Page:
Jump to content
Sign in to follow this  
graman

Review - IWC 3717 Spitfire Chronograph Laureus Edition

Recommended Posts

graman

Review - IWC 3717 Spitfire Chronograph Laureus Edition

 

So here it is...have been wearing it for some time, and promising to do a review.

 

Background

IWC have been famous for making pilots watches, particularly during WWII when they supplied both allied & axis powers with military timepieces (commencing from 1936 with the Mark IX)

 

Most pilots watches produced were not chronographs, and functioned simply using IWC Caliber 83 up until 1948 (Mark IX & X), Caliber 89 until 1984 (Mark XI) when it was discontinued until 1993 .

 

1993 saw the debut of the Mark XII using a JLC Caliber.

 

The Mark XV commenced from 1999, using an ETA 2892A2, and the Mark XVI from 2006 to now, using an in-house IWC caliber 30110 (my guess is it's a tweaked 2892)

 

iwc_mark_xii_.jpg

(Photo & history from IWC world - Thankyou)

 

During this period, several chronographs and special editions have been released from the "mother" line, however the Spitfire is the most prominent spinoff, and possibly the most popular.

Many argue if it was made aimed at the American market, or the English market - my research tends to point to the American market as the original target.

 

IWC have also had a long history of partnerships and associations - Laureus is one of them.

Laureus are a foundation / charity attempting to bring about social change through sporting excellence.

IWC have kept a line of Laureus limited edition watches going using the blue theme for some years -

First was the Portuguese chronograph (to my knowledge), the Spitfire Chronograph, and now the Portuguese 7 Day. - Always sporting a Blue leather strap (or a ss bracelet) and a blue dial, with an appropriately engraved case back.

 

Spitfire Chrono stock photo:

3717_012_l.jpg

 

As you can see, it is typically a 3717 Spitfire in every regard, with the now lumed riveted numerals and rhomboid hands, with particular detail to the chrono sweep being able to show the second advancing in sixths as opposed to the more simple, less cluttered 3717 Flieger chrono.

 

I have lusted after this watch for some time - back when it was a 39mm pixie with non-lumed riveted numerals and it's telltale guilloche....it's always been a lovely watch...I would cruise the Collins st Stores in Melbourne wishing I had the cash to shell out on one, only to have the line discontinued in 2006!

The monster 42mm came in, and it was lovely, but not black....Then...I discovered reps, and on came the Laureus! (Incidentally, a donation to a local sporting charity has been made since this watch was acquired to ease my guilty conscience, as a percentage from these originals goes to the laureus foundation)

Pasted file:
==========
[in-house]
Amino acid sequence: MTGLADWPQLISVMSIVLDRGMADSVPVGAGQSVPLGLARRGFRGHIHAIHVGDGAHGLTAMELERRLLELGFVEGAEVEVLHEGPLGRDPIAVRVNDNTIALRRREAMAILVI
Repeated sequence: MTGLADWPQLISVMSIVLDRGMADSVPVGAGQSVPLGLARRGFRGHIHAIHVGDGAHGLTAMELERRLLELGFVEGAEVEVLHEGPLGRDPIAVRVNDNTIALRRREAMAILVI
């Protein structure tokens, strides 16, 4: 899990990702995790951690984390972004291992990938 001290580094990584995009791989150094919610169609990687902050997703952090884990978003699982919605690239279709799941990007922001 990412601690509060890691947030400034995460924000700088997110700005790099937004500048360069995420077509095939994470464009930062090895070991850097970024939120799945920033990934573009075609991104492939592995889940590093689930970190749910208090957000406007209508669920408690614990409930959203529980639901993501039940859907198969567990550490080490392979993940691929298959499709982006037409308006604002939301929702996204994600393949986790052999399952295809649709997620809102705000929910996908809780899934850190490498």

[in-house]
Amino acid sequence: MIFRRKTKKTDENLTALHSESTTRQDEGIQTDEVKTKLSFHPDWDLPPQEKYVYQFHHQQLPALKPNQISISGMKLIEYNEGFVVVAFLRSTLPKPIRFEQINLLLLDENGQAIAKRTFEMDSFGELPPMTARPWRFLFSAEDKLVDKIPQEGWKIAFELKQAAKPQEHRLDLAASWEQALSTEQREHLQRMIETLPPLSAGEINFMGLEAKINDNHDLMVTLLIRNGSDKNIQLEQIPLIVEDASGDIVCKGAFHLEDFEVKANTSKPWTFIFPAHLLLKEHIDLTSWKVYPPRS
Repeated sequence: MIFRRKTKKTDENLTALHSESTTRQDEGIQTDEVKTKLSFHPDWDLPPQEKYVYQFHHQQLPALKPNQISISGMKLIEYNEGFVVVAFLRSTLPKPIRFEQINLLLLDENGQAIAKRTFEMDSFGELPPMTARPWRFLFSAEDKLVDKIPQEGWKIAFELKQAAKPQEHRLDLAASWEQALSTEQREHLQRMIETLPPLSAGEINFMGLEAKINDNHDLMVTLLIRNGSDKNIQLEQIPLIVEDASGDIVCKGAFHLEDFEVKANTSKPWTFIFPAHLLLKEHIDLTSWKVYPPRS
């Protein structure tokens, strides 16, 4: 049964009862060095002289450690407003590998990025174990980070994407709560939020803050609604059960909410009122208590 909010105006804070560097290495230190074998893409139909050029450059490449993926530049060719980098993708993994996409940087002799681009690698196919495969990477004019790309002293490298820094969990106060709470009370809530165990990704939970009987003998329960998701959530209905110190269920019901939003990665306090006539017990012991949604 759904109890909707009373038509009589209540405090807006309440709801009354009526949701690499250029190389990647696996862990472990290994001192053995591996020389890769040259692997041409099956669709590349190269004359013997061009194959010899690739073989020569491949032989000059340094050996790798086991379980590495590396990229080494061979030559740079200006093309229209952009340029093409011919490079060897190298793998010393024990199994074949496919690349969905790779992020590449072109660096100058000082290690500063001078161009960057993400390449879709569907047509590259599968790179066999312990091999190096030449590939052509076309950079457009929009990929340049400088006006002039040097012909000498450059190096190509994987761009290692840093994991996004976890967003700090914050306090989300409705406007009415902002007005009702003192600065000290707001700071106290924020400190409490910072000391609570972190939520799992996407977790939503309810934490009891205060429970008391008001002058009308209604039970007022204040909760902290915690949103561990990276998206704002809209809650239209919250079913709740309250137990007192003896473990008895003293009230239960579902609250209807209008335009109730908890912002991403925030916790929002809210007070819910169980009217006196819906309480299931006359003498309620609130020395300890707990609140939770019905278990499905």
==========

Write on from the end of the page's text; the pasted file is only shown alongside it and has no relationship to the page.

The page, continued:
Now...to Joshua's Laureus edition Spitfire!

 

IWC8.jpg

 

I love this watch!...it's heavy.....about the same as my 127, yet it fits comfortably on the wrist.

 

IWC7.jpg

 

You'll see a blue hue to the sapphire on this due to Josh's claimed double AR treatment - it is quite blue, however I'm not fussy enough to take it off to Chief for a new treatment....it's fine in natural light.

 

IWC6.jpg

 

Crown

The crown is solid & the Probus IWC insignia is well defined.

IWC4.jpg

The crown itself screws easily, and there is little chance of stripping the thread when the crown is out.

 

Dial

Dial colour seems to be accurate, although I haven't placed both gen & rep together.

The guilloche cut into the dial around the outside housing the numerals, and inside the seconds sub dial at 9:00 is clean, and gives the dial a warm finish and subtle definition.

Font alignment of IWC and "Shauffhausen" both seem clear, and are well printed & placed.

IWC5.jpg

 

There is a minor alignment issue with the "0" numeral at 10:00, where it is out by a fraction of a mm, however again, I'm not that anal.

 

The lume, although rep lume, is quite impressive.

I charge this when I go to bed, and have especially when travelling, woken 4 hours later, still able to tell the time (albeit dimly).

It is a little patchy in some parts, but performs well, and will not require re-luming until I know what the hell I am doing, and can do it myself.

Iwc05.jpg

 

Mechanism

Time change is easy to operate, and adjust smoothly, without being flimsy.

Date & day change well, and snap quite easily, of course ensuring with any A7750, that you adjust the time beforehand outside of the danger zone.

 

The chrono functions well, and snaps back to zero well. I have a repair to do on this watch after a family member caused it to slip by resetting when it was at 25 seconds, however that will happen of any 7750, including gens.